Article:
Short historical prologue of England for
In the Footsteps of
Not long after King John had signed Magna Charta in 1215, the Pope deemed the document null and void. The king had been forced to sign it and therefore it was not legitimate. As soon as John heard he had the Pope’s support, he broke his word on Magna Charta and ruled again in an absolute way. He had no plans on being forced to behave according to laws. After all, he was the King of England, and nobody but God ruled his fate. His actions provoked the First Barons’ War. The war would be fought between King John and the son of Philip Augustus, Prince Louis. This was because the English barons turned to Louis as he was the heir to the French throne, and he agreed to invade England in their name.
King John signs Magna Charta under the threat of the English nobles
In 1216 John died in Dover after some severe fighting at the English fortress situated there. Louis had his army gathered there but could not take the fortress as its design would not let the prince use all of his troops to advance. However, when King John died – some speculate he was poisoned, other that he lost his mind. What is sure is that it was not in battle however – the reason to fight died with him and Prince Louis was victorious. With his victory, the English barons now saw that the one who would be closest to claim the throne of England was not John’s nine-year-old son Henry, but the French prince. This made the barons crown Henry in a rush, not even using a real crown, but a piece of a simple golden necklace.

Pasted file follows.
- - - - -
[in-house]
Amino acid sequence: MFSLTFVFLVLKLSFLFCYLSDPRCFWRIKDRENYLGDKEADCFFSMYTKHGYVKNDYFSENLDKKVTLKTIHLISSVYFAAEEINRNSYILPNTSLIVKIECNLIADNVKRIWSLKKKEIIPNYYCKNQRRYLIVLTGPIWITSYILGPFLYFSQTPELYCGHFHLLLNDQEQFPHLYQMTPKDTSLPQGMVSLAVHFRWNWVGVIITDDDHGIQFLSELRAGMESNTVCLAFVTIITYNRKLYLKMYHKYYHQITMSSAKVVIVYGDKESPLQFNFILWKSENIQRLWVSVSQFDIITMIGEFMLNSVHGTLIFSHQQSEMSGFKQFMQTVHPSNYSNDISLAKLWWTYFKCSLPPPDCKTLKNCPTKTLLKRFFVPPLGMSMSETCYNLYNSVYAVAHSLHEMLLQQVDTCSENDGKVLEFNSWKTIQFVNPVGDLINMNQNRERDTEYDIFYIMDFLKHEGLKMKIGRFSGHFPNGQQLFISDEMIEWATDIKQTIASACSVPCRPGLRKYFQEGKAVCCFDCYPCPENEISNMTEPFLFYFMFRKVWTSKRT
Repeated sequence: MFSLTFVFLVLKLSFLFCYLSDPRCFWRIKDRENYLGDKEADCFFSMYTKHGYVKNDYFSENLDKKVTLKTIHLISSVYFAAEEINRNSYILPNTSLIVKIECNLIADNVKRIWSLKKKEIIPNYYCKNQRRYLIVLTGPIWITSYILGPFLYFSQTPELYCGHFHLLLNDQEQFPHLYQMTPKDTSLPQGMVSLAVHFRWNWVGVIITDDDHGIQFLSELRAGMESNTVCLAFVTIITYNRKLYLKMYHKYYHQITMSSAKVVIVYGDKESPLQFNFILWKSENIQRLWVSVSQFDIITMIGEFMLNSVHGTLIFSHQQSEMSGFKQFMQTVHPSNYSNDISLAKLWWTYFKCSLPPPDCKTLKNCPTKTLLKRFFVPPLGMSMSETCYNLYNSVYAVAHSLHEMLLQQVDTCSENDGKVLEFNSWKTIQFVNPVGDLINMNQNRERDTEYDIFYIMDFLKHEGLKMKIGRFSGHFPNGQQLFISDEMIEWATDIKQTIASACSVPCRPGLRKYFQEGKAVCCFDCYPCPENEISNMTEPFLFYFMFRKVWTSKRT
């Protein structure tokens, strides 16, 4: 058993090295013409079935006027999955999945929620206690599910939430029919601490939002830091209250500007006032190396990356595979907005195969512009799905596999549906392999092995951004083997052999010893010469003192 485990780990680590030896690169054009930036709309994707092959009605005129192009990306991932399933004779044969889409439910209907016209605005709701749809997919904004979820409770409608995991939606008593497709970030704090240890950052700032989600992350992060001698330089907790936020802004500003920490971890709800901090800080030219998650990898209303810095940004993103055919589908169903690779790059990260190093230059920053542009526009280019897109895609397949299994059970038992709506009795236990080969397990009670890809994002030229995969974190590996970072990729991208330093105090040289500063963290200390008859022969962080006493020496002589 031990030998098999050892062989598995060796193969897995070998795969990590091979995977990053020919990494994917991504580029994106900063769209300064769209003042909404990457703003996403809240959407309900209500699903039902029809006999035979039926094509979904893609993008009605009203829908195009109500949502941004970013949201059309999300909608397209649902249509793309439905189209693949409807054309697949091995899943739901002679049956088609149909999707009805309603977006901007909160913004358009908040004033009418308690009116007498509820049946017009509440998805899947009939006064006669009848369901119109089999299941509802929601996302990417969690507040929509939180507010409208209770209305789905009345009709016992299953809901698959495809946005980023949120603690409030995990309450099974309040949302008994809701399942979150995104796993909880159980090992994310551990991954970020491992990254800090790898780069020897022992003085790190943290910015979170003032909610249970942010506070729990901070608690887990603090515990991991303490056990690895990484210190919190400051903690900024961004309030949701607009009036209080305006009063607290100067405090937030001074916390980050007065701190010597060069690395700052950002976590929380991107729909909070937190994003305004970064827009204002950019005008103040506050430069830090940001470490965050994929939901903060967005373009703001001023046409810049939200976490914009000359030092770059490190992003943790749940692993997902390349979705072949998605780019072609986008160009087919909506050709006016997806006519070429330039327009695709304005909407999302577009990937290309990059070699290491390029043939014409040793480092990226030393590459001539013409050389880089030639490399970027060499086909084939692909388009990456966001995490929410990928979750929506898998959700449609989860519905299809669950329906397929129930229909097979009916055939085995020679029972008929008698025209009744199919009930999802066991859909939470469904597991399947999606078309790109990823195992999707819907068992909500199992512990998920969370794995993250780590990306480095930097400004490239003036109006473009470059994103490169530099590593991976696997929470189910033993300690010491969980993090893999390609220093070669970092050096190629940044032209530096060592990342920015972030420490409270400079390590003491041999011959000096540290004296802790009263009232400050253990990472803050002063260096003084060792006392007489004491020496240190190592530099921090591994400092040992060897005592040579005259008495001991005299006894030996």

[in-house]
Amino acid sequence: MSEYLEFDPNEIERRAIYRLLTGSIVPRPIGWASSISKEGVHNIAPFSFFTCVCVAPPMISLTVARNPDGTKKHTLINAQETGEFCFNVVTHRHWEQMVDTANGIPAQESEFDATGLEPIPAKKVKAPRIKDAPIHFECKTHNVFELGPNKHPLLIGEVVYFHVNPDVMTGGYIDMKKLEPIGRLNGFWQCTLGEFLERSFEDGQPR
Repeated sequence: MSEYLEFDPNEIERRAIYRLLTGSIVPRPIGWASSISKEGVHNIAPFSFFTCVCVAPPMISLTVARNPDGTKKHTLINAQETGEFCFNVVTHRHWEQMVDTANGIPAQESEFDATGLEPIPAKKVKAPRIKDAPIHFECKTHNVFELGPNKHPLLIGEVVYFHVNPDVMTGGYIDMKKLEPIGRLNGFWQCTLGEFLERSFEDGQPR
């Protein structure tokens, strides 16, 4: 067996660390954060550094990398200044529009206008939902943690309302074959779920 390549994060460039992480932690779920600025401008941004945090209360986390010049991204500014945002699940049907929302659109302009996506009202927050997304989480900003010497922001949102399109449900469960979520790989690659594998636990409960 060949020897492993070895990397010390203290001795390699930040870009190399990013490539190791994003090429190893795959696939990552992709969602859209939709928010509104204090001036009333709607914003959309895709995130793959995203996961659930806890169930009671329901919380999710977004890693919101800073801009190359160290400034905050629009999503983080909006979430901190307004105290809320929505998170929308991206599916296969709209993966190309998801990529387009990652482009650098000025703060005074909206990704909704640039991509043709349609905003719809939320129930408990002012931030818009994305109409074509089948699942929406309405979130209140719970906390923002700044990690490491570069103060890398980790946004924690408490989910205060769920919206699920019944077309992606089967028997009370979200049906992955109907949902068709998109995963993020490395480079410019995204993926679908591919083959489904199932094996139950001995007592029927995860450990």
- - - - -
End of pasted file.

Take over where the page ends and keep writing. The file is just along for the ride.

King Henry III
With Henry crowned, the throne of England was secure with him and the barons made Henry sign Magna Charta as king, however, omitting a few clauses, including the 61st clause. This 61st clause was the one mentioning that if twenty-five barons would meet they could force the king to resign. This made Henry more powerful than King John had been since there were fewer rules in Magna Charta for Henry to follow.